Expressive ink lines bring this marine scene to life.
For even more intense detail, check out the centaur statues that decorate the upper deck of the ship in port.
A Ship in Port with a Ruined Obelisk, about 1650-1655, Pierre Puget. J. Paul Getty Museum.

Expressive ink lines bring this marine scene to life.

For even more intense detail, check out the centaur statues that decorate the upper deck of the ship in port.

A Ship in Port with a Ruined Obelisk, about 1650-1655, Pierre Puget. J. Paul Getty Museum.

The wife and the daughter of the Nepalese prime minister during the early years of photography. 

From the Getty Research Institute’s collection of “Portraits of women from the court of Nepal.”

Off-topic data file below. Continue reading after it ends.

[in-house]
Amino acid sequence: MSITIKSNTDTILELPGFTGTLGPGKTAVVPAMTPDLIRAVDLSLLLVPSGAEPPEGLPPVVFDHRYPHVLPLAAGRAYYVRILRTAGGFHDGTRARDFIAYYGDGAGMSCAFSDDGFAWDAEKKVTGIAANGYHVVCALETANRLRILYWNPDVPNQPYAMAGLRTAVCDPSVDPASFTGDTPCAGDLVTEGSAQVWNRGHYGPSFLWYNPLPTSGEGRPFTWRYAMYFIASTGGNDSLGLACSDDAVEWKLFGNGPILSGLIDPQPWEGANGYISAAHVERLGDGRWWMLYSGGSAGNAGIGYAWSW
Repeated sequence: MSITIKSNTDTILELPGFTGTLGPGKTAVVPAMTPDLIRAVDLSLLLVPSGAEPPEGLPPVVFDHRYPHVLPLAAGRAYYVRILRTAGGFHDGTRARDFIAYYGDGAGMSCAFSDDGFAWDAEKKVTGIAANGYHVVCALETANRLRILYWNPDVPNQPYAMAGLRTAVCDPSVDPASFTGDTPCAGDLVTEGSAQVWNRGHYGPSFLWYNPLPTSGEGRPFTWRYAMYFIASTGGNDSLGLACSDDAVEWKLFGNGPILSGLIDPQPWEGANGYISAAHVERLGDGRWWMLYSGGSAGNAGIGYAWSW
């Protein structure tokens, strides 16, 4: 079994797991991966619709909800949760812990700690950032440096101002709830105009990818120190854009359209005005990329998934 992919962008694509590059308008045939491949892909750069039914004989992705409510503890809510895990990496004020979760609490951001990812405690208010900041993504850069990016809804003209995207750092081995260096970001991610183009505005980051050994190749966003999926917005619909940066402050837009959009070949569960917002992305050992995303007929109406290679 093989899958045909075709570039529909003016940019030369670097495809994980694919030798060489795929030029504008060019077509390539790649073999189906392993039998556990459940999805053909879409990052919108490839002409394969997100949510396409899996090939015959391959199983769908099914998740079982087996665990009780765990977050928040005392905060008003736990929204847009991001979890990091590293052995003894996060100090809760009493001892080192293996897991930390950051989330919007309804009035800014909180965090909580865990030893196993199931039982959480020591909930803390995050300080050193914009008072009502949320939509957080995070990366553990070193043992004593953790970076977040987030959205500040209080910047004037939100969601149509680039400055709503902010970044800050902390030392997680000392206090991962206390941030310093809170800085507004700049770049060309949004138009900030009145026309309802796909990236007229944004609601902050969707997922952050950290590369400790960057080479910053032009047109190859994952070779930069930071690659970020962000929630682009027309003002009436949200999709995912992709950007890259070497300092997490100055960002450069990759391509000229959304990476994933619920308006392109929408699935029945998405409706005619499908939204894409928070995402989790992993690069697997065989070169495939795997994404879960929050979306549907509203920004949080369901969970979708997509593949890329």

[Portrait of Hiranyagarbha Kumari, detail], about 1870. Hand-colored albumen print. Getty Research Institute.
[Portrait of Lalit Kumari, detail], about 1870. Hand-colored albumen print. Getty Research Institute.

Tumblr Pro since the advent of photography.

Portrait of a Man, about 1854, Unknown maker. J. Paul Getty Museum.
Portrait of a Man Reading a Newspaper, about 1842, John Plumbe, Jr. J. Paul Getty Museum.
[Portrait of an Asian Man in Top Hat], about 1856, James P. Weston. J. Paul Getty Museum.

Inspired by the success of the Open Content Program, which provides free access to over 10,000 artwork images for any purpose, the Getty is pleased to announce the launch of the world’s first art history cologne, Eau d’Open.
With a base of parchment and pottery sherds, tempered by high notes of varnish, Sèvres porcelain, and Renaissance typography, the unisex fragrance will begin shipping from the Getty Store by May 1, with free digital download planned for later this year.